Is this a true album, or just a hodgepodge of song ideas loosely resembling one when stacked all together? Initially, this 15-song behemoth from the veteran Scottish indie pop band was released as EPs, 5 tracks at a time, in late 2017 and early 2018, the full album release coinciding with the final EP. I’m not going to pretend that listening to this sprawling set of diverse and sometimes quite eccentric songs is going to give you great insight on how humanity’s problems can actually be resolved. But plenty of those problems are well documented by the band’s three chief singer/songwriters here, against musical backdrops ranging from jangle pop to psychedelic rock to pastoral baroque pop to glitzy disco to blue-eyed soul to something resembling Motown. I can listen to this one all the way through and find more than enough highlights for it to ever get boring or repetitive, and even the weaker cuts are consistently entertaining and engaging, for the most part. What this project lacks in cohesion, it more than makes up for with sheer personality.
Music Video: “Poor Boy”
4. The Last Bison – SÜDA
A long hiatus and a drastic change in sound necessitated by the departure of several band members found The Last Bison reinventing itself as more of an “anything goes” indie pop/rock band, where they were once known for their lush and somewhat raggedy brand of folk/rock back in the days when the “folk revival” movement was still going strong. They pull of the transition quite well, incorporating a few lessons learned in world music from Ben Hardesty‘s upbringing as a missionary in South America, and taking the time to craft each song to be its own unique thing, even if the odd combinations of rock guitars and synths with the acoustic instruments they were once known for can make this a bit of a strange musical brew on first listen. Probably nothing here will replace “Switzerland” as the band’s signature song, but several of these new songs quite effortlessly became favorites of mine, most notably the album’s joyous, 70s-shaded dance/rock centerpiece “Anywhere You Go”, which managed to claim the top spot in the “Favorite Songs of 2018” list I posted a few days back.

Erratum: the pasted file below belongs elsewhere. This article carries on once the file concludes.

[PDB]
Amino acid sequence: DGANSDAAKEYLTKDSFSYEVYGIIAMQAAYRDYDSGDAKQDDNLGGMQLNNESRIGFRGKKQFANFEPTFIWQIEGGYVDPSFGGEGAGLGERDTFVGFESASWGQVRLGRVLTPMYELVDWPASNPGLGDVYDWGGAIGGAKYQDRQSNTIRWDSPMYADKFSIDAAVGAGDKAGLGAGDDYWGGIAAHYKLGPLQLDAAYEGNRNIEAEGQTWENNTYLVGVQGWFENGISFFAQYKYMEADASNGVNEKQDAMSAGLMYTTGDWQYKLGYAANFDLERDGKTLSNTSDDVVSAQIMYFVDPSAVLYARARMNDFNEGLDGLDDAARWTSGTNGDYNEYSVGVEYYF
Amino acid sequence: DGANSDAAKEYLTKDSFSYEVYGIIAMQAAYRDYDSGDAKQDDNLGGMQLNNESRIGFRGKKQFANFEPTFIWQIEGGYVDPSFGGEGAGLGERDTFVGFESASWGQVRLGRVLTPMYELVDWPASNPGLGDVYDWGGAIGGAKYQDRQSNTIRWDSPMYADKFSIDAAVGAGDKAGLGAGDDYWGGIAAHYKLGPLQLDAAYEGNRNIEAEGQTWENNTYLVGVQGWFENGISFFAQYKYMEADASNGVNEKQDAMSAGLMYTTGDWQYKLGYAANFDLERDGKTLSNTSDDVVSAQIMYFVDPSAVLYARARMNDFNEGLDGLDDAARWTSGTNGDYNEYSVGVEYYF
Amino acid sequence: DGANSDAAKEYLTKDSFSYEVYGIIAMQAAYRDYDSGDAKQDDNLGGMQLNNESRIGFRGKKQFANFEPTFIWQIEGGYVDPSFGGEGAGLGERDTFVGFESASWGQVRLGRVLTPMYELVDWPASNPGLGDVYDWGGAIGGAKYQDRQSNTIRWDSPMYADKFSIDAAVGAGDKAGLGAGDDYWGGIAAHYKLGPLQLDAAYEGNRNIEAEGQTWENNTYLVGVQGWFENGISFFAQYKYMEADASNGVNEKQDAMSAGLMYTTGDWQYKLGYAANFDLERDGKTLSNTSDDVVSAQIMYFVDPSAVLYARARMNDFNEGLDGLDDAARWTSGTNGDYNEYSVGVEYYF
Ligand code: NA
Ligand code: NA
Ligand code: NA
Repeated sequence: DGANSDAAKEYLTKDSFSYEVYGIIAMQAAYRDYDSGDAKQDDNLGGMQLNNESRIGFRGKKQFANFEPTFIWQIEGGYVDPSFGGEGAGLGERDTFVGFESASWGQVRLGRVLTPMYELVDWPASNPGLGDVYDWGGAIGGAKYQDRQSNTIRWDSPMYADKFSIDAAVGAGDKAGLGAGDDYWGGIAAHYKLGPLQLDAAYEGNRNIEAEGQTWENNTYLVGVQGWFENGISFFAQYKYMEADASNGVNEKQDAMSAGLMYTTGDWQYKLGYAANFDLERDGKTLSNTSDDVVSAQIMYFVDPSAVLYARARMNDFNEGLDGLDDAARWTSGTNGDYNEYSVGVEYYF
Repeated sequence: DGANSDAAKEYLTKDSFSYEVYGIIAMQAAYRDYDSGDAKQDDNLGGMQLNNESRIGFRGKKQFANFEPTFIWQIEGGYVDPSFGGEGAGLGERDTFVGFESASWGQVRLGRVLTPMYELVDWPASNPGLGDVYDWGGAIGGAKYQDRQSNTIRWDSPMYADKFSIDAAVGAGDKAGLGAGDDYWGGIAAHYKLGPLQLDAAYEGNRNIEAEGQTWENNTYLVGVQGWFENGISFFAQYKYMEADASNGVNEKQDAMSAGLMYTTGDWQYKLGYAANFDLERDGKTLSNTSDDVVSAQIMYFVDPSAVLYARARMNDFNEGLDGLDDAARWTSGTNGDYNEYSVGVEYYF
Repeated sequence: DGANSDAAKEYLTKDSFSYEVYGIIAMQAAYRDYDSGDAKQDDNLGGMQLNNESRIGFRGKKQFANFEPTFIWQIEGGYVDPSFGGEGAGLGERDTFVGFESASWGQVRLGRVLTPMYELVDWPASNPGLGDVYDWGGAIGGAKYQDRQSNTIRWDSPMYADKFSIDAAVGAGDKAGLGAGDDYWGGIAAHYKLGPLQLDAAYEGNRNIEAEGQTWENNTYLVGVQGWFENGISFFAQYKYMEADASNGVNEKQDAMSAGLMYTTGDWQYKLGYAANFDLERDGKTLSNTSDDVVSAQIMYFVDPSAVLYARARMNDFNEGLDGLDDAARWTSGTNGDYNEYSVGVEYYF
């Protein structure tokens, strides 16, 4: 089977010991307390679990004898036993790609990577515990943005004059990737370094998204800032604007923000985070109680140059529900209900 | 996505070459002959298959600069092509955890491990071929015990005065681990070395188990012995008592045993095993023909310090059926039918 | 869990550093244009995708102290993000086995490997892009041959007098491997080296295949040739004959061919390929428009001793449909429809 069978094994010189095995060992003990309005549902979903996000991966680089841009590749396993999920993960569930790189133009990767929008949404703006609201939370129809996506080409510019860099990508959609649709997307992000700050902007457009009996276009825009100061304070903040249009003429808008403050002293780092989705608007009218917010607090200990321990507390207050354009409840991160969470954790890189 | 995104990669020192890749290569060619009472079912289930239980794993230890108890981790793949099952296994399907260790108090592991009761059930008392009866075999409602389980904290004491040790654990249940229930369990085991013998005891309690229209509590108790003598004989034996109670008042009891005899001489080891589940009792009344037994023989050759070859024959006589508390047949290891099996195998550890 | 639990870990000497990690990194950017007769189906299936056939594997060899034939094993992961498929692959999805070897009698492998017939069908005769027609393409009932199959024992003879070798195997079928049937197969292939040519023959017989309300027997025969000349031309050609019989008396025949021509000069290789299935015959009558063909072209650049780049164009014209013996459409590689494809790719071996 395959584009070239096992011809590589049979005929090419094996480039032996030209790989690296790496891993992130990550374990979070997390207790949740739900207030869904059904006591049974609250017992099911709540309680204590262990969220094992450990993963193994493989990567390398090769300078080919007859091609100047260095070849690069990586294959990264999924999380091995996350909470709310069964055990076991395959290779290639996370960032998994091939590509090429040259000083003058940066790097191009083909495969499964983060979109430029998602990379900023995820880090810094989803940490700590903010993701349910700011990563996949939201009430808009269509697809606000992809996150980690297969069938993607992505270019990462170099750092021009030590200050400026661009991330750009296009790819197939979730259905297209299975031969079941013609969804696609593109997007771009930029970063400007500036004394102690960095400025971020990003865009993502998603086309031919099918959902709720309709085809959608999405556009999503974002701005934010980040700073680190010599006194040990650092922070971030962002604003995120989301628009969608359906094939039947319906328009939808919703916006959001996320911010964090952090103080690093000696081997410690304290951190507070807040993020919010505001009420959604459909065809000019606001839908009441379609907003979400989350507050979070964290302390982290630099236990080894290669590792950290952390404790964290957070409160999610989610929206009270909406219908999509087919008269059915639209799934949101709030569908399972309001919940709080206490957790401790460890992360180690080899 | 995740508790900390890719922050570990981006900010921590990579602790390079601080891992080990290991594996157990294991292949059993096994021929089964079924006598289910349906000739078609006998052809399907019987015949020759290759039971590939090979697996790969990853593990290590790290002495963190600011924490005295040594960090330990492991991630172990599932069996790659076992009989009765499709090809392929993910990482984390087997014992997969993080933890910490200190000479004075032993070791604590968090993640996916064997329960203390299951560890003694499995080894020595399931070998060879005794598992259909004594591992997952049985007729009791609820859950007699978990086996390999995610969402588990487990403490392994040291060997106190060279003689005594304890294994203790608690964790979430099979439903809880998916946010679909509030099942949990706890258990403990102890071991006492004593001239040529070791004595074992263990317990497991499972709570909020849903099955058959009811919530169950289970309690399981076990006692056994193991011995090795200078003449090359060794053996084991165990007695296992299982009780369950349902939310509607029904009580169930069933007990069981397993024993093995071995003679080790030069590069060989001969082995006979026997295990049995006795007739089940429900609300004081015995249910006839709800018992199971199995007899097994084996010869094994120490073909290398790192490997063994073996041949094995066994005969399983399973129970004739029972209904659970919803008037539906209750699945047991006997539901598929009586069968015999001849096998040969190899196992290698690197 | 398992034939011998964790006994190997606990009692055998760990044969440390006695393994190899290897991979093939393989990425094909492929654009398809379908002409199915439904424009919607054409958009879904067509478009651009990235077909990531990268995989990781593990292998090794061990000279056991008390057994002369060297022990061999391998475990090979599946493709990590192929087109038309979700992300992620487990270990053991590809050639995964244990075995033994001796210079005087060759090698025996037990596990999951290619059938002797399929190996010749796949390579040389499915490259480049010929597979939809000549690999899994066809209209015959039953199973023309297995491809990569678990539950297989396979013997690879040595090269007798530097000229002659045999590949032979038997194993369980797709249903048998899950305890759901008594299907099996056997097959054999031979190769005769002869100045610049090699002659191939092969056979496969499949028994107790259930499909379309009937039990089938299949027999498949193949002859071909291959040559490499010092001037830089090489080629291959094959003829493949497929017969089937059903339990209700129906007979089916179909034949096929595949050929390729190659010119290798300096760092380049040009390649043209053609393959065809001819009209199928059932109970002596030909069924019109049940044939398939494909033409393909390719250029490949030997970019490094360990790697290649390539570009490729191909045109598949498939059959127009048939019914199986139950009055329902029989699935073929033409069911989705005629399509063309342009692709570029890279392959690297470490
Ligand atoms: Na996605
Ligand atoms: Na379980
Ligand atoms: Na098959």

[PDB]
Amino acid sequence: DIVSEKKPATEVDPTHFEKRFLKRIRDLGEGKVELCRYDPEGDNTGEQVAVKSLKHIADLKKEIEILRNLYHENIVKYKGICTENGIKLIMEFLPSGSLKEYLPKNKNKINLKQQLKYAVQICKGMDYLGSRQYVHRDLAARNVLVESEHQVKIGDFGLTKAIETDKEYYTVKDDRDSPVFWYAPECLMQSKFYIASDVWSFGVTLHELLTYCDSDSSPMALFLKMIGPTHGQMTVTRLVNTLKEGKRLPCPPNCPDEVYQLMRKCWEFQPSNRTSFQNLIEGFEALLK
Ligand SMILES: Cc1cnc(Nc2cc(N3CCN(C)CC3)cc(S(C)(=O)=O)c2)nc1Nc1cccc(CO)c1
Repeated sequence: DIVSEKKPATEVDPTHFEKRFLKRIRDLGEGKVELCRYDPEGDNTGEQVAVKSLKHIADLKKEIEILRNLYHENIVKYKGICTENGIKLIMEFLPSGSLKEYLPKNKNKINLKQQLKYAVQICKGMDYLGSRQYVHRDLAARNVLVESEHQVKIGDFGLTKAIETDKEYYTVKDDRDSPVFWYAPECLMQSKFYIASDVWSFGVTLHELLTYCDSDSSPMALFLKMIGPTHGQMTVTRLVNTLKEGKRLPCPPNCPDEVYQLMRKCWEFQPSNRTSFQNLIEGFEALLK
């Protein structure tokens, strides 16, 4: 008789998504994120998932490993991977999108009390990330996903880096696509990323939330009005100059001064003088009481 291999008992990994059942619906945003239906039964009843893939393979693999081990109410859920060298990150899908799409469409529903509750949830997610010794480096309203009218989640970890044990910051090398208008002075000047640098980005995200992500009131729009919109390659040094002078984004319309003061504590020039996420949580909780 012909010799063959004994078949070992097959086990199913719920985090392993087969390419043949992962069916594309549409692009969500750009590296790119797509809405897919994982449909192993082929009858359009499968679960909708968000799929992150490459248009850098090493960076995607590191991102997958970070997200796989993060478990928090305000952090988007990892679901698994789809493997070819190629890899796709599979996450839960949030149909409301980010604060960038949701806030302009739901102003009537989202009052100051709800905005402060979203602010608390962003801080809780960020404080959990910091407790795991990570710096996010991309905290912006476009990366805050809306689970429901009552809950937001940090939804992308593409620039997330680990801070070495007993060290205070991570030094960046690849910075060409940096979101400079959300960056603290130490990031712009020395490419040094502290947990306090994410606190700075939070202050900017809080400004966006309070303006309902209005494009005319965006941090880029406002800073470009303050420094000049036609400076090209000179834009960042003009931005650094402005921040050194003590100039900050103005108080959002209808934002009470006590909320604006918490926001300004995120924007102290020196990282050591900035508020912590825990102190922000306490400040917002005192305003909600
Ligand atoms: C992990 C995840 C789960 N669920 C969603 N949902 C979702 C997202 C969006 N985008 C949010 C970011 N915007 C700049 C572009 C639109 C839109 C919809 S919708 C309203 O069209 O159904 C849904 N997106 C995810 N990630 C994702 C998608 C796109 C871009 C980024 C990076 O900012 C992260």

Audio: “Don’t Look Away”
5. St. Paul and the Broken Bones – Young Sick Camellia
What do wilting flowers, hurricanes, and astronauts lost in space have in common? Honestly, I’m still not entirely sure. But Paul Janeway and co. sing about these subjects, as well as their general disaffection with the modern-day political and cultural climate of the American South, on their third full-length album, which managed to win me over to their brand of Southern soul by way of some incredible songcraft and willingness to experiment with the genre. These guys can do the heavy lifting to concoct a funk/R&B workout that has some real legs to it, just as easily as they can put together a chillingly good slow jam or Gospel-inflected torch song. The only thing this album truly lacks is simply more songs. All 9 of the songs presented here are of ridiculously high quality, but the loose narrative of interviews with an old man about the aftermath of a hurricane that serve as interludes don’t quite make up for the lack of a 10th. It’s hard not be left wishing for more when it’s this fun to hear a group of musicians jamming together.
6. Wye Oak – The Louder I Call, the Faster It Runs